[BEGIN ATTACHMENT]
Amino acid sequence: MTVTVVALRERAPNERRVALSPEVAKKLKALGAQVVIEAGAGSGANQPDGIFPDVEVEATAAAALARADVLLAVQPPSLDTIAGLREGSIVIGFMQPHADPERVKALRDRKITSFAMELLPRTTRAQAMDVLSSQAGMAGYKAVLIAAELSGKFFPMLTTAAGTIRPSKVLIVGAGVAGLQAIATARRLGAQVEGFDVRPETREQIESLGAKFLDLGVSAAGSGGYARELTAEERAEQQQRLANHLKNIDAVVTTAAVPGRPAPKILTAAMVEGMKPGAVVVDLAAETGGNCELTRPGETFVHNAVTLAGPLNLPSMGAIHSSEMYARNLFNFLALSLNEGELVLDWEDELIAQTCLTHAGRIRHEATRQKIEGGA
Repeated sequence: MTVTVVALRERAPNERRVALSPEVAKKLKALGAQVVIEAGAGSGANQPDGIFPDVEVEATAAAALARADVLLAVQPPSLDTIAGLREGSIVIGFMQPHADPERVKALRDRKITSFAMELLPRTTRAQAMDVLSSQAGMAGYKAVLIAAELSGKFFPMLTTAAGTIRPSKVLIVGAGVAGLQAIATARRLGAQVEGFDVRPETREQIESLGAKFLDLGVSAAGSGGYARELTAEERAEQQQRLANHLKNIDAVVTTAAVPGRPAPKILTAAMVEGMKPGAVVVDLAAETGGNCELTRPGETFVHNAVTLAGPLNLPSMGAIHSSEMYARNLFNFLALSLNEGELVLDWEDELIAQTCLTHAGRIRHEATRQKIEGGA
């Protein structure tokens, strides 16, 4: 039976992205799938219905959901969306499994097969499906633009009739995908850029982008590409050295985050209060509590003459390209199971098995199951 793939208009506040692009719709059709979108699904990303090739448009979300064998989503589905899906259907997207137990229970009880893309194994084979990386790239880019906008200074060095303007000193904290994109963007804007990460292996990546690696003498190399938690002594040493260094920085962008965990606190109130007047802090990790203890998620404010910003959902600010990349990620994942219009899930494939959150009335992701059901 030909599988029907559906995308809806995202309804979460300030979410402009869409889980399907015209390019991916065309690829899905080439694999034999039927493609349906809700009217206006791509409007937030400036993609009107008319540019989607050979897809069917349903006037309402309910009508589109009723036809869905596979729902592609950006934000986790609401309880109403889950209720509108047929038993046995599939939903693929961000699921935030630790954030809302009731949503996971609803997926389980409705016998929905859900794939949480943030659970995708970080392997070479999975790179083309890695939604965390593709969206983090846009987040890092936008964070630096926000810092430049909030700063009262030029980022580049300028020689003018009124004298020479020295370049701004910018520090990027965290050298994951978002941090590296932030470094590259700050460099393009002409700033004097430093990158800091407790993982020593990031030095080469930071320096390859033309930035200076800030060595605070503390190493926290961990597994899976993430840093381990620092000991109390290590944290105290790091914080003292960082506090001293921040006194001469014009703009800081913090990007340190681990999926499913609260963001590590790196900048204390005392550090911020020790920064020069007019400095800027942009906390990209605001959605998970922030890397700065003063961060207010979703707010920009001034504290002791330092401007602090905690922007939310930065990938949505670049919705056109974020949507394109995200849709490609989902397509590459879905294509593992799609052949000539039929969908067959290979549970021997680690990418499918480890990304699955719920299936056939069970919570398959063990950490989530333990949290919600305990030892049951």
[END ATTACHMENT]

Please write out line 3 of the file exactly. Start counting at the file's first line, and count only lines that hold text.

């Protein structure tokens, strides 16, 4: 039976992205799938219905959901969306499994097969499906633009009739995908850029982008590409050295985050209060509590003459390209199971098995199951 793939208009506040692009719709059709979108699904990303090739448009979300064998989503589905899906259907997207137990229970009880893309194994084979990386790239880019906008200074060095303007000193904290994109963007804007990460292996990546690696003498190399938690002594040493260094920085962008965990606190109130007047802090990790203890998620404010910003959902600010990349990620994942219009899930494939959150009335992701059901 030909599988029907559906995308809806995202309804979460300030979410402009869409889980399907015209390019991916065309690829899905080439694999034999039927493609349906809700009217206006791509409007937030400036993609009107008319540019989607050979897809069917349903006037309402309910009508589109009723036809869905596979729902592609950006934000986790609401309880109403889950209720509108047929038993046995599939939903693929961000699921935030630790954030809302009731949503996971609803997926389980409705016998929905859900794939949480943030659970995708970080392997070479999975790179083309890695939604965390593709969206983090846009987040890092936008964070630096926000810092430049909030700063009262030029980022580049300028020689003018009124004298020479020295370049701004910018520090990027965290050298994951978002941090590296932030470094590259700050460099393009002409700033004097430093990158800091407790993982020593990031030095080469930071320096390859033309930035200076800030060595605070503390190493926290961990597994899976993430840093381990620092000991109390290590944290105290790091914080003292960082506090001293921040006194001469014009703009800081913090990007340190681990999926499913609260963001590590790196900048204390005392550090911020020790920064020069007019400095800027942009906390990209605001959605998970922030890397700065003063961060207010979703707010920009001034504290002791330092401007602090905690922007939310930065990938949505670049919705056109974020949507394109995200849709490609989902397509590459879905294509593992799609052949000539039929969908067959290979549970021997680690990418499918480890990304699955719920299936056939069970919570398959063990950490989530333990949290919600305990030892049951």